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10 Awesome, Filling, and Quick Low Carb Snacks

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10 Awesome, Filling, and Quick Low Carb Snacks

Many health conscious people are currently turning to a low carb diet. It is easier to feel satiated when you eat protein and healthy fats, rather than carb that metabolize into sugar in the body. Carbs can lead to sugar crashes and the desire to eat again soon after your meal, whereas protein and fats allow you to feel full for longer, thus eating less overall. Here are some excellent and novel low carb snacks to consider when your 3pm food cravings strike.

1. Avocado and egg

Crack an egg into the hole left by removing the pit from the avocado. Bake it at 425 in your oven till the egg has the desired consistency.

avocado egg

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    2. Almond butter and Magic Pop sandwich

    Magic Pops are like rice cakes with even fewer carbs and calories. Try one with almond butter on top.

    magic pop

      3. Prosciutto Wrapped Asparagus

      Wrap asparagus in prosciutto.  Toss on grill for 5-10 minutes

      prosciutto asp
        afamilyfeast.com

        4. Turkey and cheese rollups

        Use whatever type of cheese you like.

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        rollups
          travelinglowcarb.com

          5. Greek yogurt and sliced almonds

          It’s as easy as it sounds. Fage full fat Greek yogurt is the best.

          fage
            kalynskitchen.com

            6. Prosciutto and Mozzarella roll

            .You can buy these at your grocery store, or make your own with prosciutto wrapped around high quality mozzarella.

            roll-prosciutto-lg
              lionimozzarella.com

              7. Kale chips

              Tear kale into bite sized pieces,drizzle it with olive oil and salt, bake for 10-15 minutes at 350 or unless the edges turn brown.

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              kale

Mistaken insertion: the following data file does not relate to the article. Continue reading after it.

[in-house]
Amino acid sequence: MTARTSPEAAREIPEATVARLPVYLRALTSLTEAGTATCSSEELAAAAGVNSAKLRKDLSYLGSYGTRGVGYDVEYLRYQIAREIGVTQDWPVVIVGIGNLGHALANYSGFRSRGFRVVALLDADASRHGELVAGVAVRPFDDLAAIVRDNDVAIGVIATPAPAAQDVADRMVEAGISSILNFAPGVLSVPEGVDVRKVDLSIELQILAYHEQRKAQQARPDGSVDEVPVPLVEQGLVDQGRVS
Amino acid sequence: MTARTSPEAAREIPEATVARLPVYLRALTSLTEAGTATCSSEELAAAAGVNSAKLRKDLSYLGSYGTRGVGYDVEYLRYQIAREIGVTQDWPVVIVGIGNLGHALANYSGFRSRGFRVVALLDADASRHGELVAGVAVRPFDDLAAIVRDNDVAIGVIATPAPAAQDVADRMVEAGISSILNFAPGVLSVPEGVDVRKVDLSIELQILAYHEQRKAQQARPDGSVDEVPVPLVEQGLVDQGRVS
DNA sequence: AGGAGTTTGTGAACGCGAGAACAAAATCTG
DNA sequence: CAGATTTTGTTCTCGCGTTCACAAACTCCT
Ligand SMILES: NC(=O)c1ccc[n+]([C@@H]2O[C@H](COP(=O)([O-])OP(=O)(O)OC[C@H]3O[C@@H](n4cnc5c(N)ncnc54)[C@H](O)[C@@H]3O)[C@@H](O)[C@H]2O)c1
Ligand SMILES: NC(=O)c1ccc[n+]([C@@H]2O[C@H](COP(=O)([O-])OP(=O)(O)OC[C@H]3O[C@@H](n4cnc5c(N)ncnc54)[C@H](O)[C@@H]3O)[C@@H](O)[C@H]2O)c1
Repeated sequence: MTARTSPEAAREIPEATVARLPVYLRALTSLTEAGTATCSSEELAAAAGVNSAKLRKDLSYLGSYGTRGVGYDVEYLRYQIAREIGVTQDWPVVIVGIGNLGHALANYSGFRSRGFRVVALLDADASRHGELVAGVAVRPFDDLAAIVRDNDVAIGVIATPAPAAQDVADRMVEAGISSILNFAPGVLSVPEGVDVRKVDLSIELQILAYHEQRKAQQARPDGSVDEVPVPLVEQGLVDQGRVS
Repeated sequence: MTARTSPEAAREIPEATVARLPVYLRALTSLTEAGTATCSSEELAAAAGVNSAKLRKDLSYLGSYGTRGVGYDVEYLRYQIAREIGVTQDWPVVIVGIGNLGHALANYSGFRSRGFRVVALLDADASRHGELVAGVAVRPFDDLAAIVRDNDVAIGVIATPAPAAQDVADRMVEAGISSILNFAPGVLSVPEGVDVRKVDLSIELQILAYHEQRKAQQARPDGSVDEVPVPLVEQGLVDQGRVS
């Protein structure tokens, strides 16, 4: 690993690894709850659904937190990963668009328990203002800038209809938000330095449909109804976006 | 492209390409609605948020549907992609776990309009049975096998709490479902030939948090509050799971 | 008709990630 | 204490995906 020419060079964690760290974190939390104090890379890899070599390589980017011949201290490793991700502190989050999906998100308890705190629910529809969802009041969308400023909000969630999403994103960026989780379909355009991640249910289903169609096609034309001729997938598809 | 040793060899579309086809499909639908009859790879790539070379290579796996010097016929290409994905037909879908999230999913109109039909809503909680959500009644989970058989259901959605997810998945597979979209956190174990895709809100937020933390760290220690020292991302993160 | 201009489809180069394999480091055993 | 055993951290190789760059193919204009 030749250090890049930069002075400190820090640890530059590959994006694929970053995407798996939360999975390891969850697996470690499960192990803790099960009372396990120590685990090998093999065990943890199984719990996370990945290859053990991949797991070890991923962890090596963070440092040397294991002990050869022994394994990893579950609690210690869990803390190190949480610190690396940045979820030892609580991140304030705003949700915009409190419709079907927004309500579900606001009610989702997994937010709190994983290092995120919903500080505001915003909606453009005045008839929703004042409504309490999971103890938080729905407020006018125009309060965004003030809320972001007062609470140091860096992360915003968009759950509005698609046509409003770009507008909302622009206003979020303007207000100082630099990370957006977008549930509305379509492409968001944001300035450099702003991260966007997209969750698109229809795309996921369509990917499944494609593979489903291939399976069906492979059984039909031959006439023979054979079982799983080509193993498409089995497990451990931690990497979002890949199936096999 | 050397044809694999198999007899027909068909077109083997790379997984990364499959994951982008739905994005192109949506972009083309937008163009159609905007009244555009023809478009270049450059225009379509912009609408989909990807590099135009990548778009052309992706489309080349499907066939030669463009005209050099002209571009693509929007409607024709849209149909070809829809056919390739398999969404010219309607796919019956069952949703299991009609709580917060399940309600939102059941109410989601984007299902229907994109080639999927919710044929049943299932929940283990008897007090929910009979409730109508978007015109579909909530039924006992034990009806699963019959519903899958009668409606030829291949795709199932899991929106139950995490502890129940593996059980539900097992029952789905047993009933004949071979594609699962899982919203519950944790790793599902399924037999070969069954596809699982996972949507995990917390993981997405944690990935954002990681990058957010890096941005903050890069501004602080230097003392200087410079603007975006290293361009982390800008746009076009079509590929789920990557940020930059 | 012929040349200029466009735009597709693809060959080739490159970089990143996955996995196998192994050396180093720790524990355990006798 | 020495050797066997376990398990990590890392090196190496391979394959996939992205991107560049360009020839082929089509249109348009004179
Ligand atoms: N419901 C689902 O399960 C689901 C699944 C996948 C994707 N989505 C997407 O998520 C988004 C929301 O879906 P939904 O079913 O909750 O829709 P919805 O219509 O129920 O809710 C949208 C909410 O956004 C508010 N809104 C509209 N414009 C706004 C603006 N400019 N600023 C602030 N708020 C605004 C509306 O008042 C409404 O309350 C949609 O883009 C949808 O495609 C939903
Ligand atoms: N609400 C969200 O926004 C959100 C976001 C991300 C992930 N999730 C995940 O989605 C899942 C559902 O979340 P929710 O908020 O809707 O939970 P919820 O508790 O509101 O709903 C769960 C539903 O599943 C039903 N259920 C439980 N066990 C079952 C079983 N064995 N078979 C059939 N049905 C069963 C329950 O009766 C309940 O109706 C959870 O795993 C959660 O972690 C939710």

8. Almond milk smoothie

                Blend almond milk with blueberries, strawberries, and raspberries and crushed ice. Delicious!

                AlmondBlueberrySmoothie400x336-300x252
                  healthybodyguru.com

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                  9. Turkey Jerky

                  This is the best and healthiest that I’ve found! It has the least sodium and is from HealthyJerky.com. This is a quick and easy protein snack.

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                  turkey jerky

                    10. Crustless Quiche

                    Spray a round pan with Pam or coconut oil spray. In a bowl, beat 12-15 eggs and any other ingredients you like, such as scallions, shredded cheese, bacon bits, sauteed onions, mushrooms, or other vegetables, and spices such as salt, pepper, paprika, and oregano. Bake till a toothpick inserted comes out clean, around 50 minutes. This takes longer to make than the others but you can eat it all week long.

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                    quiche

                      Featured photo credit: kale chips bowl via rootscsa.com

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                      Samantha Rodman

                      Clinical psychologist, author, blogger, wife and mommy.

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                      Last Updated on January 27, 2022

                      5 Reasons Why Food is the Best Way to Understand a Culture

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                      5 Reasons Why Food is the Best Way to Understand a Culture

                      Food plays an integral role in our lives and rightfully so: the food we eat is intricately intertwined with our culture. You can learn a lot about a particular culture by exploring their food. In fact, it may be difficult to fully define a culture without a nod to their cuisine.

                      “Tell me what you eat, and I’ll tell you who you are.” – Jean Anthelme Brillat-Savarin (1825).

                      Don’t believe me? Here’s why food is the best way to understand a culture:

                      Food is a universal necessity.